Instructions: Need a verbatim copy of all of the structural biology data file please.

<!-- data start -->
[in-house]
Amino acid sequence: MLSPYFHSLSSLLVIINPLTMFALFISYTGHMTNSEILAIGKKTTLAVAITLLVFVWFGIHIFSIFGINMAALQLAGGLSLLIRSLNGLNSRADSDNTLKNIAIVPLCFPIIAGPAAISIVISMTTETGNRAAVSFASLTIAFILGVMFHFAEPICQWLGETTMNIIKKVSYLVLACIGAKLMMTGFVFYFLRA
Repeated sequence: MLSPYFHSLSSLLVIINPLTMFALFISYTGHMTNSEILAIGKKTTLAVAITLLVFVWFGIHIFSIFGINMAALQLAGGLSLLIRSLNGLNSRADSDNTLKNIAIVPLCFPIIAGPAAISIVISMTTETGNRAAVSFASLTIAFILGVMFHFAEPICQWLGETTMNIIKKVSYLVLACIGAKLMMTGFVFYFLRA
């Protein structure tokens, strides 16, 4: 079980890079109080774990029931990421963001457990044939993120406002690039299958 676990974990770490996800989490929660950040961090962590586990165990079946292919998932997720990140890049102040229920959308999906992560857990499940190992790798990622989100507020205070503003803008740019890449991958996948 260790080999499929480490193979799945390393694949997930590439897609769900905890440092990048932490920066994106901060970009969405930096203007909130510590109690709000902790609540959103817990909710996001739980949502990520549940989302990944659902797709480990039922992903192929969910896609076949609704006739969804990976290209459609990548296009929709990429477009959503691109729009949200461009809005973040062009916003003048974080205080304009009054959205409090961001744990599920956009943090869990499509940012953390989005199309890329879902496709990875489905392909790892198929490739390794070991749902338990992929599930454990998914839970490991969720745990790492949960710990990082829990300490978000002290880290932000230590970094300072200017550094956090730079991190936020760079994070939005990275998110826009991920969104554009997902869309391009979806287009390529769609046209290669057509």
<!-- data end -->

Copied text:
[in-house]
Amino acid sequence: MLSPYFHSLSSLLVIINPLTMFALFISYTGHMTNSEILAIGKKTTLAVAITLLVFVWFGIHIFSIFGINMAALQLAGGLSLLIRSLNGLNSRADSDNTLKNIAIVPLCFPIIAGPAAISIVISMTTETGNRAAVSFASLTIAFILGVMFHFAEPICQWLGETTMNIIKKVSYLVLACIGAKLMMTGFVFYFLRA
Repeated sequence: MLSPYFHSLSSLLVIINPLTMFALFISYTGHMTNSEILAIGKKTTLAVAITLLVFVWFGIHIFSIFGINMAALQLAGGLSLLIRSLNGLNSRADSDNTLKNIAIVPLCFPIIAGPAAISIVISMTTETGNRAAVSFASLTIAFILGVMFHFAEPICQWLGETTMNIIKKVSYLVLACIGAKLMMTGFVFYFLRA
């Protein structure tokens, strides 16, 4: 079980890079109080774990029931990421963001457990044939993120406002690039299958 676990974990770490996800989490929660950040961090962590586990165990079946292919998932997720990140890049102040229920959308999906992560857990499940190992790798990622989100507020205070503003803008740019890449991958996948 260790080999499929480490193979799945390393694949997930590439897609769900905890440092990048932490920066994106901060970009969405930096203007909130510590109690709000902790609540959103817990909710996001739980949502990520549940989302990944659902797709480990039922992903192929969910896609076949609704006739969804990976290209459609990548296009929709990429477009959503691109729009949200461009809005973040062009916003003048974080205080304009009054959205409090961001744990599920956009943090869990499509940012953390989005199309890329879902496709990875489905392909790892198929490739390794070991749902338990992929599930454990998914839970490991969720745990790492949960710990990082829990300490978000002290880290932000230590970094300072200017550094956090730079991190936020760079994070939005990275998110826009991920969104554009997902869309391009979806287009390529769609046209290669057509």